When he learned that church leaders had objected to the language of the marriage legislation, he invited its lawyers to the Capitol to vent their frustration.


Mr. Cuomo even spoke to Archbishop Dolan about the push for same-sex marriage, emphasizing his respect and affection for the religious leader. An adviser described the governor’s message to Archbishop Dolan this way: “I have to do what I have to do. But your support over all is very important to me.”


By the time a Catholic bishop from Brooklyn traveled to Albany last week to tell undecided senators that passing same-sex marriage “is not in keeping with the will of their people,” it was clear the church had been outmaneuvered by the highly organized same-sex marriage coalition, with its sprawling field team and, especially, its Wall Street donors.

“In many ways,” acknowledged Dennis Poust, of the New York State Catholic Conference, “we were outgunned.”

In fact, Archbishop Dolan wasn’t even in town when the vote occurred. He later explained that what looked like apathy was the product of heeding bad advice. He later reportedly said,:

“We got burned last year when we were told the redefinition of marriage didn’t have much of a chance — and of course it did. Our Senate leaders, we highly appreciated them being with us all along. When they kind of assured us it didn’t have much of a chance — not that we let up, but we probably would have been much more vigorous and even more physically present if we knew there was a chance. … We got a little stung, and it could be as much our fault as anyone else’s."

That was an auspicious beginning.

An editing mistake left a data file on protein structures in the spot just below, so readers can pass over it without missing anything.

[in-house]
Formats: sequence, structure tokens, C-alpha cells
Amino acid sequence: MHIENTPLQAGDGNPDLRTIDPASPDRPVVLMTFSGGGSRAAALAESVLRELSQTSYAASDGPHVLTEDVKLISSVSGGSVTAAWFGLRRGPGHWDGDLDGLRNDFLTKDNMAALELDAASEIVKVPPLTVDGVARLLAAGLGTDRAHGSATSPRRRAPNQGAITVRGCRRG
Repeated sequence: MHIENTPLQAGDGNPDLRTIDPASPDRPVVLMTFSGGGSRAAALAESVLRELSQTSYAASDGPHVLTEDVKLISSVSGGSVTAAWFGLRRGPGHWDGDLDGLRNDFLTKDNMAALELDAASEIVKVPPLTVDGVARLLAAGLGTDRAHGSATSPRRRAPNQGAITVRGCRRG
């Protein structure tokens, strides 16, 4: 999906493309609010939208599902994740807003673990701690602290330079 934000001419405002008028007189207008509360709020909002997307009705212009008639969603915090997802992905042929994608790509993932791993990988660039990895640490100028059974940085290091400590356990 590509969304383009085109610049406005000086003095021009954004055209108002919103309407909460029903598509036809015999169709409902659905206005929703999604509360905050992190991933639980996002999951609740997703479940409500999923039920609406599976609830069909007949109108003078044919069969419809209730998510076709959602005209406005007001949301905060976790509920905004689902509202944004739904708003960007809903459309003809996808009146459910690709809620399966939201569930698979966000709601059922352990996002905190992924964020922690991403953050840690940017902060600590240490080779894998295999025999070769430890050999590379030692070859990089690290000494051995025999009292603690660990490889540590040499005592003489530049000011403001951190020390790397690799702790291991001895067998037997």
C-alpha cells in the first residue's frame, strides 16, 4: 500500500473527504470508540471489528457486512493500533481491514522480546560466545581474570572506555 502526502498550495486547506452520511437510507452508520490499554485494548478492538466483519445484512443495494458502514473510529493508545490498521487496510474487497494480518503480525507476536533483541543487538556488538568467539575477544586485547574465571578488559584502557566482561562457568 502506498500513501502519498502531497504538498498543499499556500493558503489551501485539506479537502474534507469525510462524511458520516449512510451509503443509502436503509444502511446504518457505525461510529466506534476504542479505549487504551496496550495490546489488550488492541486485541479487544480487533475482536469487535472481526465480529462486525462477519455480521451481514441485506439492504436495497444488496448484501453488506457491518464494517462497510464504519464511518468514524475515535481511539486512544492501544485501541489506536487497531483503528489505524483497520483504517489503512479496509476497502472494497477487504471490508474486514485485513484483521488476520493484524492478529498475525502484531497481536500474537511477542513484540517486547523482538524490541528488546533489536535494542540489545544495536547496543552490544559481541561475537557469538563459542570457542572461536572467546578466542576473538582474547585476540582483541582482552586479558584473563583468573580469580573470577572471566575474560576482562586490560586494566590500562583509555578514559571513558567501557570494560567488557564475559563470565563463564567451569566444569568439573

But in July of last year, the brewings of a new fight started, a suddenly announced new front in the culture war.

The Institute of Medicine recommended that the HHS mandate coverage of surgical sterilization and all FDA-approved birth control in private health insurance plans nationwide. Everyone waited to hear what the religious exemption would be?

The thinking from the left is that there was nothing to be afraid of by going up against the Catholic Church. Who would possibly worry about being opposed to the Church after the decade the Church has had? Heck, the administration likely thought that the Catholic Church was a good enemy to have.

The thinking from the right was something akin to "uh-oh."

Obama publicly pretended to be considering widening the religious exemption, offering a heavy dollop of conciliatory verbiage. In November, President Obama asked Abp. Dolan to meet. James Taranto recently reported on this meeting:

Mr. Obama knew that the mandate would pose difficulties for the Catholic Church, so he invited Archbishop Dolan to the Oval Office last November, shortly before the bishops' General Assembly in Baltimore. At the end of their 45-minute discussion, the archbishop summed up what he understood as the president's message:  "I said, 'I've heard you say, first of all, that you have immense regard for the work of the Catholic Church in the United States in health care, education and charity. . . . I have heard you say that you are not going to let the administration do anything to impede that work and . . . that you take the protection of the rights of conscience with the utmost seriousness. . . . Does that accurately sum up our conversation?' [Mr. Obama] said, 'You bet it does.'"